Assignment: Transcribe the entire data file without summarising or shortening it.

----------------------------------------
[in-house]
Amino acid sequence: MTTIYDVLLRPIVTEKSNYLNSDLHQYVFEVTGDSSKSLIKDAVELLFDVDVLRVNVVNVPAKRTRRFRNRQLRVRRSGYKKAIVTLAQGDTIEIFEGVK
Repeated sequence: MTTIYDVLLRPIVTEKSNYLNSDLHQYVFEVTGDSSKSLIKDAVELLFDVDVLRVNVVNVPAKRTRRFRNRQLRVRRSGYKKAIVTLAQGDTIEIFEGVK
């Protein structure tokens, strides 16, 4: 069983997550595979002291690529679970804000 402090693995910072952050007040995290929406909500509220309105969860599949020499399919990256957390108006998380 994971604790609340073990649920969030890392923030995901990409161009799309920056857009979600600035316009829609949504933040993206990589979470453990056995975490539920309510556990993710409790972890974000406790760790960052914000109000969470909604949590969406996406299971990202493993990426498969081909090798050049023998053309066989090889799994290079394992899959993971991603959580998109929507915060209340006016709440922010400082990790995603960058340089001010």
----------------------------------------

[in-house]
Amino acid sequence: MTTIYDVLLRPIVTEKSNYLNSDLHQYVFEVTGDSSKSLIKDAVELLFDVDVLRVNVVNVPAKRTRRFRNRQLRVRRSGYKKAIVTLAQGDTIEIFEGVK
Repeated sequence: MTTIYDVLLRPIVTEKSNYLNSDLHQYVFEVTGDSSKSLIKDAVELLFDVDVLRVNVVNVPAKRTRRFRNRQLRVRRSGYKKAIVTLAQGDTIEIFEGVK
């Protein structure tokens, strides 16, 4: 069983997550595979002291690529679970804000 402090693995910072952050007040995290929406909500509220309105969860599949020499399919990256957390108006998380 994971604790609340073990649920969030890392923030995901990409161009799309920056857009979600600035316009829609949504933040993206990589979470453990056995975490539920309510556990993710409790972890974000406790760790960052914000109000969470909604949590969406996406299971990202493993990426498969081909090798050049023998053309066989090889799994290079394992899959993971991603959580998109929507915060209340006016709440922010400082990790995603960058340089001010």